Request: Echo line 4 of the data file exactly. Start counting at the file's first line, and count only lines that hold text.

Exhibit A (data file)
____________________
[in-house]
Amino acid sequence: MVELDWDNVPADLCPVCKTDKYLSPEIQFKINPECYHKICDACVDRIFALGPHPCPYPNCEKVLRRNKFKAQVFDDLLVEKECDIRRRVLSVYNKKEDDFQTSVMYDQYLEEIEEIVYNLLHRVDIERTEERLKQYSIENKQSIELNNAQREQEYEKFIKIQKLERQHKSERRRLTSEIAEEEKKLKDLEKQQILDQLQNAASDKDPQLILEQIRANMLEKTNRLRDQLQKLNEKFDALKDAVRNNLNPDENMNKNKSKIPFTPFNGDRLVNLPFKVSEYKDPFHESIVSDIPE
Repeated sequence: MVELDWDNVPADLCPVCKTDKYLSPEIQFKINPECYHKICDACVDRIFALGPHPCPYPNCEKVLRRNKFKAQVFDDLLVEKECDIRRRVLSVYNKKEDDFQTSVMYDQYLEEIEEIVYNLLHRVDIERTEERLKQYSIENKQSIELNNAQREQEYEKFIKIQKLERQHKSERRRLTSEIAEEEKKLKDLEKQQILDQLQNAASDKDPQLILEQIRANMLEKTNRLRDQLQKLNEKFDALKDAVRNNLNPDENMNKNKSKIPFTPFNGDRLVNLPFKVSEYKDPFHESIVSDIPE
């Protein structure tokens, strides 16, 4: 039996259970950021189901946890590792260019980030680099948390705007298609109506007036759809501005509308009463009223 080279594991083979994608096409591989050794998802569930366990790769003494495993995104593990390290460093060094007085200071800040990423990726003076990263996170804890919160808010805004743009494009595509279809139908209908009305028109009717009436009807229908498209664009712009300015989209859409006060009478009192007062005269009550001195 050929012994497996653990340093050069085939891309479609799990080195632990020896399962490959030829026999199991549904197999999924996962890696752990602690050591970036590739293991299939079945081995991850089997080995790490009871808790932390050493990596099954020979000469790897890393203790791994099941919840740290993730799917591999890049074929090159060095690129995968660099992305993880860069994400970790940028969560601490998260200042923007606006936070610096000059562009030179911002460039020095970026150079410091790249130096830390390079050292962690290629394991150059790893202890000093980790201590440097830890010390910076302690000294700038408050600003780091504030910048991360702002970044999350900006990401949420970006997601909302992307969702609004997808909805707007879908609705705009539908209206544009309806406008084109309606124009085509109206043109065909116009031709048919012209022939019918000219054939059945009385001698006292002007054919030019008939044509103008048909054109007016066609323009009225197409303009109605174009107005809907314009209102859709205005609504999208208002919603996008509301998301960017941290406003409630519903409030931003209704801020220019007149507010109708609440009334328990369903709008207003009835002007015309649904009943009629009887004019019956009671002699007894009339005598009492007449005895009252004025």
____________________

């Protein structure tokens, strides 16, 4: 039996259970950021189901946890590792260019980030680099948390705007298609109506007036759809501005509308009463009223 080279594991083979994608096409591989050794998802569930366990790769003494495993995104593990390290460093060094007085200071800040990423990726003076990263996170804890919160808010805004743009494009595509279809139908209908009305028109009717009436009807229908498209664009712009300015989209859409006060009478009192007062005269009550001195 050929012994497996653990340093050069085939891309479609799990080195632990020896399962490959030829026999199991549904197999999924996962890696752990602690050591970036590739293991299939079945081995991850089997080995790490009871808790932390050493990596099954020979000469790897890393203790791994099941919840740290993730799917591999890049074929090159060095690129995968660099992305993880860069994400970790940028969560601490998260200042923007606006936070610096000059562009030179911002460039020095970026150079410091790249130096830390390079050292962690290629394991150059790893202890000093980790201590440097830890010390910076302690000294700038408050600003780091504030910048991360702002970044999350900006990401949420970006997601909302992307969702609004997808909805707007879908609705705009539908209206544009309806406008084109309606124009085509109206043109065909116009031709048919012209022939019918000219054939059945009385001698006292002007054919030019008939044509103008048909054109007016066609323009009225197409303009109605174009107005809907314009209102859709205005609504999208208002919603996008509301998301960017941290406003409630519903409030931003209704801020220019007149507010109708609440009334328990369903709008207003009835002007015309649904009943009629009887004019019956009671002699007894009339005598009492007449005895009252004025």